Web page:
On Kokolo’s third album, “Love International”, released on Adrian Gibson’s Freestyle label, Lugo astutely combines an intoxicating blend of afrobeat, funk, latin, hip hop and jazz elements into a sound that is at the same time thoroughly familiar yet remarkably fresh and intriguing. On tracks like the muscular “Our Own Thing” he spells out in no uncertain terms where he stand on the issue, on the brilliant cover of The Clash’s “The Magnificent Seven” he masterfully injects more fire into a song that was burning to begin with, musical worlds collide on the irresistible “The Way Up”, and we get transported to the motherland on the hypnotic “Let Compassion Be Your Fashion”. The Lyrics, half-sung, half-scatted in English, Spanish and even Portuguese, wiz by like sparks after an explosion at a firecracker factory. Yes, this is in fact, something new, different. An original sound.

Lugo’s ideology draws more from modern human potential philosophy than from conventional socio-political ideas of right and wrong. “Billions of people today are manipulated via empty political slogans and organized religion”, he continues, “Only through changing how we educate future generations can we begin to move the human experience towards a universal spirit of brotherhood … the eradication of fear.” The socially conscious aspect of the group is reinforced through their consistent participation in a variety of projects and benefit concerts for causes ranging from the environment, to the Darfur Crisis, youth empowerment groups, and urban development organizations. “It’s not about ego clichés … it’s about the luxury that is to be alive and have the opportunity to bring a positive message to people.”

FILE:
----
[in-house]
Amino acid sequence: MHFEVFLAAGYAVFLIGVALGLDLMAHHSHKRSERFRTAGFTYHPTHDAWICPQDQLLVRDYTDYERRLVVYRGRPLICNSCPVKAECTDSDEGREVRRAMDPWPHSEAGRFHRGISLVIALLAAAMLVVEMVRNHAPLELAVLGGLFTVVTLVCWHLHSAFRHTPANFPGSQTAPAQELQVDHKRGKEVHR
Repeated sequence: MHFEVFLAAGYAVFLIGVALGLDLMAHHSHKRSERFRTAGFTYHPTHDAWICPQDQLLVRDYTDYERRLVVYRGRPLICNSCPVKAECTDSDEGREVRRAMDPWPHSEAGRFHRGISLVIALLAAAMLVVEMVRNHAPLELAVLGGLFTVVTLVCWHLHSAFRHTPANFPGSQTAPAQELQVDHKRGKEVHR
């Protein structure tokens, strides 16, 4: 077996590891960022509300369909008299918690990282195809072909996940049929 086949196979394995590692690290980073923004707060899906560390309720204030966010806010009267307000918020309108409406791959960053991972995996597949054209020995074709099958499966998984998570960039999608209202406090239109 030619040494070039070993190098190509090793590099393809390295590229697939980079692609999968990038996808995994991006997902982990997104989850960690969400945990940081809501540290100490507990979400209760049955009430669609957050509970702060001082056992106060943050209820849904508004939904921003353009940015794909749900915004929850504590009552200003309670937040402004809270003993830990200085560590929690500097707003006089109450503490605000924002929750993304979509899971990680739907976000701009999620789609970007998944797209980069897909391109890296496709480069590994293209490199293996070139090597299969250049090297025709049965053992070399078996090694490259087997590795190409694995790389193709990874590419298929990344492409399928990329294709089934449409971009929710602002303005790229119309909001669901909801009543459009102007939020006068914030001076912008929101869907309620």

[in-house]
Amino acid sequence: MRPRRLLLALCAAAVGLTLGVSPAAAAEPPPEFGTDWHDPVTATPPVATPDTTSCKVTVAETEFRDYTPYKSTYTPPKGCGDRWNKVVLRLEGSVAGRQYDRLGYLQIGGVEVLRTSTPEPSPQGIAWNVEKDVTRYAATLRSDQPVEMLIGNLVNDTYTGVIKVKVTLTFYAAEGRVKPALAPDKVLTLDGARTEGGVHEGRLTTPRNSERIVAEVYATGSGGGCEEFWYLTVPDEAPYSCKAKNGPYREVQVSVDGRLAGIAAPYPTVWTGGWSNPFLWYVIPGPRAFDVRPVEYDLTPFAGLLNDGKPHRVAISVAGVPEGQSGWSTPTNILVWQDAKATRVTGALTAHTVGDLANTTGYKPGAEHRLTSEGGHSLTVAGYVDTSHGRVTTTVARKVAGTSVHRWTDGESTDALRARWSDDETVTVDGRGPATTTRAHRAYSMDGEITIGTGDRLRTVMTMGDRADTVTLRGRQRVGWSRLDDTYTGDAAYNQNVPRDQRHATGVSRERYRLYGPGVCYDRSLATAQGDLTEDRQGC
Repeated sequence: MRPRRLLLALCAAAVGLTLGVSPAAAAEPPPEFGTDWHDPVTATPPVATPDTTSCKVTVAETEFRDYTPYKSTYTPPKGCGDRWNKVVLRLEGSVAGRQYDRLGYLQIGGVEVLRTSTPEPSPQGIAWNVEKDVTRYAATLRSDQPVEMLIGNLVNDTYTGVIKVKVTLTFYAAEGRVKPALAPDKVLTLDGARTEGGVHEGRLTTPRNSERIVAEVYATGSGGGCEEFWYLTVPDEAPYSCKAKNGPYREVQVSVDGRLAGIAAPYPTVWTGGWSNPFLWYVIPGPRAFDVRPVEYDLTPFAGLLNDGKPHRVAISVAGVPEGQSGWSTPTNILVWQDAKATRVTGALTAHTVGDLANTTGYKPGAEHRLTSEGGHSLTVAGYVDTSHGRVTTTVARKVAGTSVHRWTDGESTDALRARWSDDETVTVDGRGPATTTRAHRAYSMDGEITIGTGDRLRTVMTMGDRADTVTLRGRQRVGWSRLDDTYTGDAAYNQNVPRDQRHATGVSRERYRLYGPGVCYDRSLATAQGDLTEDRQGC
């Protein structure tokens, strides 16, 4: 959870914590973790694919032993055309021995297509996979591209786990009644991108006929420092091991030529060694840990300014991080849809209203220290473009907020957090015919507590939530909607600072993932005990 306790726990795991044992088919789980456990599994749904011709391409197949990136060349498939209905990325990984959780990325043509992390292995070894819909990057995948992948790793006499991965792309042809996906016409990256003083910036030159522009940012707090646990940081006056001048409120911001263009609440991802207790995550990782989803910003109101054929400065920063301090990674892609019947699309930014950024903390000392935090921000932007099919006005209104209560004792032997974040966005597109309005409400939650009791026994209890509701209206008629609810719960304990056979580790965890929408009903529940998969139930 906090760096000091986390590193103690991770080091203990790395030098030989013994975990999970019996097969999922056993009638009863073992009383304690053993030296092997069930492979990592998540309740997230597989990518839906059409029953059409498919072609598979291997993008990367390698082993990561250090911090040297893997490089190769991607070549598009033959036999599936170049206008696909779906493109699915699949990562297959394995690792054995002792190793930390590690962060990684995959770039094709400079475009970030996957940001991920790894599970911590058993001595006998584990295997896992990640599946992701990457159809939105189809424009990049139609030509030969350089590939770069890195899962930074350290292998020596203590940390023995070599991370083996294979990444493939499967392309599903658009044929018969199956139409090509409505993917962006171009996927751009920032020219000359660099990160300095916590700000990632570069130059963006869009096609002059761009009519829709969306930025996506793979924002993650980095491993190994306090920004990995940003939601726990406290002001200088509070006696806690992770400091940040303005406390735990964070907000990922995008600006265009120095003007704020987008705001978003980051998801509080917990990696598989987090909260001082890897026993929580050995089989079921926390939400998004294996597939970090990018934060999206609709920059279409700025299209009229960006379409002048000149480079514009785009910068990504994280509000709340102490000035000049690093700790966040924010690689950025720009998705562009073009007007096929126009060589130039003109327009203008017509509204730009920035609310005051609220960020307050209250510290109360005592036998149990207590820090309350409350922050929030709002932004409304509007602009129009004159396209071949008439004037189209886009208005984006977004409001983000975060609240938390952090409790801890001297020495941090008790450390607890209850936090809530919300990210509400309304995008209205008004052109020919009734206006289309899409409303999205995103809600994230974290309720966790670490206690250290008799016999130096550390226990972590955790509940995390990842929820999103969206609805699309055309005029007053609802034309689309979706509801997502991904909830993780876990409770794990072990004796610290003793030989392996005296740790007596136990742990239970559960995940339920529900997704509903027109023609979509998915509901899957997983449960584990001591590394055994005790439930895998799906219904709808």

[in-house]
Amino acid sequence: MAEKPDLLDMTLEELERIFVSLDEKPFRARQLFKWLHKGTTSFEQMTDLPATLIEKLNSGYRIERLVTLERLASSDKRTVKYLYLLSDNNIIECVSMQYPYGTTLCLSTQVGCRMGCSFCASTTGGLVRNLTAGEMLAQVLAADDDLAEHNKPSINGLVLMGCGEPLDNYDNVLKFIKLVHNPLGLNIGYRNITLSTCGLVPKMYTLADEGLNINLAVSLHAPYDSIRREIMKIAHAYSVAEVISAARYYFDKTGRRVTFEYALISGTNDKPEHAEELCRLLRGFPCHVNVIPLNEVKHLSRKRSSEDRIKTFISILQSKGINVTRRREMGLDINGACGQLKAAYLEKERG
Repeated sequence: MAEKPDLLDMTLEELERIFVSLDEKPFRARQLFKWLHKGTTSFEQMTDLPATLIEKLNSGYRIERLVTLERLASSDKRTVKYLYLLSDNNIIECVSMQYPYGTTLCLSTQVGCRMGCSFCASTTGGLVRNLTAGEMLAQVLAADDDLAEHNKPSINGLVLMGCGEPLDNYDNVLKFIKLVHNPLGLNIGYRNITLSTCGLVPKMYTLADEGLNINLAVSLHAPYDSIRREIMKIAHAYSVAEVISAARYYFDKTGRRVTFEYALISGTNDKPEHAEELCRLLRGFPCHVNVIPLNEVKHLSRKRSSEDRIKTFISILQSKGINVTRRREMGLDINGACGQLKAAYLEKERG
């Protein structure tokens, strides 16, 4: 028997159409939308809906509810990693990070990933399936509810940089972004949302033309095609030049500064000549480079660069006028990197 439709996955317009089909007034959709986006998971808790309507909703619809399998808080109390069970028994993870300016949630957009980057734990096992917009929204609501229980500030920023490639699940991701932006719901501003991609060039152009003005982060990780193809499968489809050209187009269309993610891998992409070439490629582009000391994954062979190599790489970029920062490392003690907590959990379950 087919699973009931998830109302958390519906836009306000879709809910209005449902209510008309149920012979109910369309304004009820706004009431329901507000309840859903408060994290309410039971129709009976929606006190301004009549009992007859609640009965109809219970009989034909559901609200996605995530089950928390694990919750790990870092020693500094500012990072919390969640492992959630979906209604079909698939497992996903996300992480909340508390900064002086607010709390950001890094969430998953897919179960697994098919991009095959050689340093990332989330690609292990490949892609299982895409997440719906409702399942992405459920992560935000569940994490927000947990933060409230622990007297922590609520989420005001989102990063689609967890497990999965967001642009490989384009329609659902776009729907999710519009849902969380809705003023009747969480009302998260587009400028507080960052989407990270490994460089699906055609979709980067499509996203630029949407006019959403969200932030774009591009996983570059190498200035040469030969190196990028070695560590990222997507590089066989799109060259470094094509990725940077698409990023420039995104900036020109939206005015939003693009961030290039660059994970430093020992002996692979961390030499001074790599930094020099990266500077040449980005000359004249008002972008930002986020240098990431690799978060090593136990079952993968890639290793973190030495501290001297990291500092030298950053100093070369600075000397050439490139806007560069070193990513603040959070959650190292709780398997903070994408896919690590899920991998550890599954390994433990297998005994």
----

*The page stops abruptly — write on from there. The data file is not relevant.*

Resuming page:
Kokolo’s brand new album, “Heavy Hustling”, finds the NYC powerhouse group expertly mashing up Fela Kuti stylings into James Brown classics with a twist of Latin and Jamaican flavors thrown into the mix. This album is without question their best offering to date and showcases Kokolo at the height of its innovative powers. Not just another by-the-numbers homage to “The Godfather of Soul” this record breathes new life into the genre and demonstrates what the contemporary deep funk scene sounds like.

Anticipated by heavily playlisted first single “Soul Power”, on “Heavy Hustling” you’ll find other great classics from “Mr.Dynamite” such as “Please, Please, Please”, “Think”, “It’s A New Day” and “Bring It Up” all coocked with the unique Kokolo Afrobeat Orchestra style. More than an album … “Heavy Hustling” is a sign of the times. If it doesn’t make you wanna move, consider yourself officially dead!

“This is absolutely red-hot. The best thing that Kokolo have done by far.” DJ Snowboy (Blues & Soul Magazine)

“A big fat take on James Brown classics. Funk for the 21st century!” Eddie Piller (Q Radio)


01. Soul Power
02. The Grunt
03. Please, Please, Please
04. Think
05. It’s A New Day
06. Bring It Up
07. The Popcorn
08. Mind Power

The album KokoloHeavy Hustling” (Record Kicks) has been released February 27, 2009.

Kokolo on tour:

17.03.2009 Munich, Atomic Cafe
18.03.2009 Leipzig, UT Connewitz
19.03.2009 Jena, Kassablanca
20.03.2009 Dresden, Groovestation
21.03.2009 Berlin, RAW Temple